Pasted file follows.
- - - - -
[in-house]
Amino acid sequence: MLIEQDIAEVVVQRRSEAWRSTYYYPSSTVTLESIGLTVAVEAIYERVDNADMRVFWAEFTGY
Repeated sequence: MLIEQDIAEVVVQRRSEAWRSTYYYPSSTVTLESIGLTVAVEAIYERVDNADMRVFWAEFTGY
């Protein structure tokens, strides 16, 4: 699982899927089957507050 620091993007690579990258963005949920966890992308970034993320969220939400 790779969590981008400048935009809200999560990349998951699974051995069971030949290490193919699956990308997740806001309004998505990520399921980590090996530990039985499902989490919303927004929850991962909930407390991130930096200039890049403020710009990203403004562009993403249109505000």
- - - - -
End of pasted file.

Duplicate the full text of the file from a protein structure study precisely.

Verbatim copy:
[in-house]
Amino acid sequence: MLIEQDIAEVVVQRRSEAWRSTYYYPSSTVTLESIGLTVAVEAIYERVDNADMRVFWAEFTGY
Repeated sequence: MLIEQDIAEVVVQRRSEAWRSTYYYPSSTVTLESIGLTVAVEAIYERVDNADMRVFWAEFTGY
């Protein structure tokens, strides 16, 4: 699982899927089957507050 620091993007690579990258963005949920966890992308970034993320969220939400 790779969590981008400048935009809200999560990349998951699974051995069971030949290490193919699956990308997740806001309004998505990520399921980590090996530990039985499902989490919303927004929850991962909930407390991130930096200039890049403020710009990203403004562009993403249109505000």